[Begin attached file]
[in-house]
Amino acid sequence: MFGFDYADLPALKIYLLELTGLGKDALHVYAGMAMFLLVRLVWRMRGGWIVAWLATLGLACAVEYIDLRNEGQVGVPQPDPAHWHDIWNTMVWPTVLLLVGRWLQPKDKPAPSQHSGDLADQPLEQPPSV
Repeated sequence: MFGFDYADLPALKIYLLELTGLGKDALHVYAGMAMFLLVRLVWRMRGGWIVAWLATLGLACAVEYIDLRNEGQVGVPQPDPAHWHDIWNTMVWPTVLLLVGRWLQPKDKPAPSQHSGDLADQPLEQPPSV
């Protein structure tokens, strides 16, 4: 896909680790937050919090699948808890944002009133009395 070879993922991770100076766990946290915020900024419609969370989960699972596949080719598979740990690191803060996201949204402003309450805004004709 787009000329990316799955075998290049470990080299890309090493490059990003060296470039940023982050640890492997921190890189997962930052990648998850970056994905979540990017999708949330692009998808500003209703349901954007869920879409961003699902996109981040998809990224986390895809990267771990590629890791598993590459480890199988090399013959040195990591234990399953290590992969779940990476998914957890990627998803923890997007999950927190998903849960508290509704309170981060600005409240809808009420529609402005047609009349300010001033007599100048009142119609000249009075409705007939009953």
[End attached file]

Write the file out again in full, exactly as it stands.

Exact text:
[in-house]
Amino acid sequence: MFGFDYADLPALKIYLLELTGLGKDALHVYAGMAMFLLVRLVWRMRGGWIVAWLATLGLACAVEYIDLRNEGQVGVPQPDPAHWHDIWNTMVWPTVLLLVGRWLQPKDKPAPSQHSGDLADQPLEQPPSV
Repeated sequence: MFGFDYADLPALKIYLLELTGLGKDALHVYAGMAMFLLVRLVWRMRGGWIVAWLATLGLACAVEYIDLRNEGQVGVPQPDPAHWHDIWNTMVWPTVLLLVGRWLQPKDKPAPSQHSGDLADQPLEQPPSV
């Protein structure tokens, strides 16, 4: 896909680790937050919090699948808890944002009133009395 070879993922991770100076766990946290915020900024419609969370989960699972596949080719598979740990690191803060996201949204402003309450805004004709 787009000329990316799955075998290049470990080299890309090493490059990003060296470039940023982050640890492997921190890189997962930052990648998850970056994905979540990017999708949330692009998808500003209703349901954007869920879409961003699902996109981040998809990224986390895809990267771990590629890791598993590459480890199988090399013959040195990591234990399953290590992969779940990476998914957890990627998803923890997007999950927190998903849960508290509704309170981060600005409240809808009420529609402005047609009349300010001033007599100048009142119609000249009075409705007939009953």